By Gabriela Baczynska and Inti Landauro
GRANADA, Spain (Reuters) – Poland and Hungary blocked a symbolic European Union statement about migration on Friday but other leaders gathered at a summit in Spain said they were continuing overhauling the bloc’s rules for handling irregular arrivals anyway.
Some 250,000 people arrived so far this year beyond regular border crossings to the EU, home to 450 million.
Rome, Madrid and Berlin voiced concern about increasing irregular immigration, a politically sensitive matter ahead of regional elections in Germany on Oct. 8, a national vote in Poland a week later and a continent-wide parliamentary ballot next June.
Polish Prime Minister Mateusz Morawiecki accused Germany and Poland’s opposition leader collaborating to push new EU laws fining countries if they refuse to host people arriving from the Middle East and Africa.
“Poland does not agree to have someone else furnishing our home,” said Morawiecki.
His ally and Hungary’s anti-immigration leader, Victor Orban, also accused the EU of forcing a new migration pact.
Out of the EU’s 27 member countries, 22 agreed this week on how to handle irregular immigration at times of exceptionally high arrivals, taking a step towards reforming the bloc’s inefficient asylum and migration rules.
The European Parliament must further negotiate the agreement, something the bloc’s chief executive said on Friday she was confident will produce a final deal.
“We can speak a lot about it, but its on its way now,” said European Commission President Ursula von der Leyen.
“Migration was always there, it will always be there. The question is how we manage it as team Europe… We cannot accept what human traffickers do and we cannot let them decide who has access to the EU.”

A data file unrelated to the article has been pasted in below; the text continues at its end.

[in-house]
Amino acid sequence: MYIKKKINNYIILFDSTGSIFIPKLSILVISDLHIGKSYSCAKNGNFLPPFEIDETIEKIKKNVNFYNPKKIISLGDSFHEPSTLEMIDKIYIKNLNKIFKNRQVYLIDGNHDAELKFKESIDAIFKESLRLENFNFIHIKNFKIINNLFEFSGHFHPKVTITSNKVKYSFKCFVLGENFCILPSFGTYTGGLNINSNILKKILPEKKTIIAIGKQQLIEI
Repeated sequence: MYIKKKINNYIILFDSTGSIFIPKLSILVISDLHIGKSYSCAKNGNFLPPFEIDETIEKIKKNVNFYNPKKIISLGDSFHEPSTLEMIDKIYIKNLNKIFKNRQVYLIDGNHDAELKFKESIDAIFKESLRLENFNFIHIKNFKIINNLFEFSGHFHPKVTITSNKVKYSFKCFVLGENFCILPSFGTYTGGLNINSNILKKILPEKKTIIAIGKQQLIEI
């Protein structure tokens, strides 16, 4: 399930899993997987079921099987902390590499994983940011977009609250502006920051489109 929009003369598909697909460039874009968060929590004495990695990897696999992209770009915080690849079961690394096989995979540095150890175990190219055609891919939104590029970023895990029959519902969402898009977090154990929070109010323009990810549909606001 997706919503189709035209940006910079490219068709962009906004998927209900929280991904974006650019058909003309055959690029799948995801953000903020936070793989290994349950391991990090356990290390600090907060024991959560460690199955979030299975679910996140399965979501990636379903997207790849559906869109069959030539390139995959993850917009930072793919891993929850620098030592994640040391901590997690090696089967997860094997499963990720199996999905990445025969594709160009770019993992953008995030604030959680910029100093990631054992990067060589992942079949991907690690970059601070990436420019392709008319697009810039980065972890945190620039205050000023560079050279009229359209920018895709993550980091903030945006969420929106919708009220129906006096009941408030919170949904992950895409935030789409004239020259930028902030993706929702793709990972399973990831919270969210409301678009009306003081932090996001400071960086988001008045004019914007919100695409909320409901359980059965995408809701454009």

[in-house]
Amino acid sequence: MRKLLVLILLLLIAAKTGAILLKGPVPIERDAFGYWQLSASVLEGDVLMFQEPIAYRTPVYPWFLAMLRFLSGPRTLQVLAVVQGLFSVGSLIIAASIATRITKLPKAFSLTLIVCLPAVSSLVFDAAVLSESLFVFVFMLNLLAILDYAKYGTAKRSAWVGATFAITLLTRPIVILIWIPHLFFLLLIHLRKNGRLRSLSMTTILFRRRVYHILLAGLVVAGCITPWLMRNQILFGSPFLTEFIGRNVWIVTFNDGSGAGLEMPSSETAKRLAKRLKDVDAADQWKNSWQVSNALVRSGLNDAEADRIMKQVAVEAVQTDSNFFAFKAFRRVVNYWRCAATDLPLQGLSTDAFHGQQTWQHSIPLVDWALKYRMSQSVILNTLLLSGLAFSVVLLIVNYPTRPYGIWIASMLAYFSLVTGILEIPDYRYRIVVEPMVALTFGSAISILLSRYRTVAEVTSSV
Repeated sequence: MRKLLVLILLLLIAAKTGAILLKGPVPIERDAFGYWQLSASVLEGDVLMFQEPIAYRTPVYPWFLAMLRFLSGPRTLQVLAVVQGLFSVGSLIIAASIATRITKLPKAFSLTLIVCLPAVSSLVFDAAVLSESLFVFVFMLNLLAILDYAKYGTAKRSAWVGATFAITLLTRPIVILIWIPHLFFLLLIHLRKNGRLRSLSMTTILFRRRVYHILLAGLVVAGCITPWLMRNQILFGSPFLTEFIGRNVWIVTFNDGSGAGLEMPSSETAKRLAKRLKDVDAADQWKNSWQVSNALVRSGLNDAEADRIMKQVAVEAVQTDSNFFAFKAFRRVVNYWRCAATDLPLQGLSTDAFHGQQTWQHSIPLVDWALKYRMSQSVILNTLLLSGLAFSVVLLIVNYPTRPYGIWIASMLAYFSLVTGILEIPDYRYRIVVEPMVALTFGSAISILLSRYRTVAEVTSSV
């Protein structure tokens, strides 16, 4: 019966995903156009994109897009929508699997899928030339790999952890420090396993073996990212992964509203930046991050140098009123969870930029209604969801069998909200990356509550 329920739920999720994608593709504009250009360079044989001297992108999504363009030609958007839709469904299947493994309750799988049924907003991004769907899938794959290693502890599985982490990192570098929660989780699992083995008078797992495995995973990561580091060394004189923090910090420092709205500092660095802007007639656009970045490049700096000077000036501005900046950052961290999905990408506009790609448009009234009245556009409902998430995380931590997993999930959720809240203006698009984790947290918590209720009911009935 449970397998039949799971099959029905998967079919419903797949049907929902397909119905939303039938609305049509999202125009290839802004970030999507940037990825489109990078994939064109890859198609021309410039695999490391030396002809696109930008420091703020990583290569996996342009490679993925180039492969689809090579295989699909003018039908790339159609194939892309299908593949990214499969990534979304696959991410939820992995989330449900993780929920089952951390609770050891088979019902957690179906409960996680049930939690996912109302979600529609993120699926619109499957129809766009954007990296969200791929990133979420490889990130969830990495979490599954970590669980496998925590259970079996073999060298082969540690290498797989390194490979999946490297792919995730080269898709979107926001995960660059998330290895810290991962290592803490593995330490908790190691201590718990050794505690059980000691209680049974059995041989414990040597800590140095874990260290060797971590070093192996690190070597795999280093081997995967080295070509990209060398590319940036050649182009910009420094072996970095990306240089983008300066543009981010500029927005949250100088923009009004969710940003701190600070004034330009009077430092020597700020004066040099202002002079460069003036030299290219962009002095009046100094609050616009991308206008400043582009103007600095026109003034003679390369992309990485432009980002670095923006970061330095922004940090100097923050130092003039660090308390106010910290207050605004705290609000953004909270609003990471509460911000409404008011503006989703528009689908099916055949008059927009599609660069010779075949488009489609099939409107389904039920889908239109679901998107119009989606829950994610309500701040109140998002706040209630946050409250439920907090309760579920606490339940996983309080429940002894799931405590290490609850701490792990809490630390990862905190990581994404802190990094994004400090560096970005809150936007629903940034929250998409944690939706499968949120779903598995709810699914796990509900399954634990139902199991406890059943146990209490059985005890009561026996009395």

While Poland and Hungary cannot block the EU’s new migration pact and their opposition on Friday was largely symbolic, their harsh criticism raises questions about how effectively the union can implement a deal.
“Election after election, migration tops our citizens’ concerns,” said European Parliament head, Roberta Metsola, who was also present at the summit. “There is no silver bullet, but let’s not kill this pact before we adopt it.”
The EU has tightened its external borders and asylum laws since more than a million people – mostly fleeing the war in Syria – arrived across the Mediterranean in 2015.
That caught the bloc by surprise, overwhelmed security and reception capacity in southern member states, as well as rich destination countries like Germany, and triggered bitter rows between the 27 over how to share out those newly arrived.
Years of disagreements over migration have damaged the bloc’s unity and the feud on Friday suggests that was far from over – deal, or no deal.
Last month, Germany introduced checks on borders with its EU peers, saying they are needed to crack down on people smugglers amid irregular arrivals increasing again.
On Friday, German Chancellor Olaf Scholz said countries that push the staunchest anti-immigration lines cannot at the same time let refugees and migrants just cross into Germany without registering and hosting them properly on their soil first.
(Reporting by Gabriela Baczynska, Marine Strauss, Sudip Kar-Gupta, Inti Landauro, Andrey Khalip, Gianluca Semeraro, David Latona, Bart Meijer, Andreas Rinke, Andrew Gray, Belen Carreno; Writing by Charlie Devereux and Gabriela Baczynska; Editing by Josie Kao)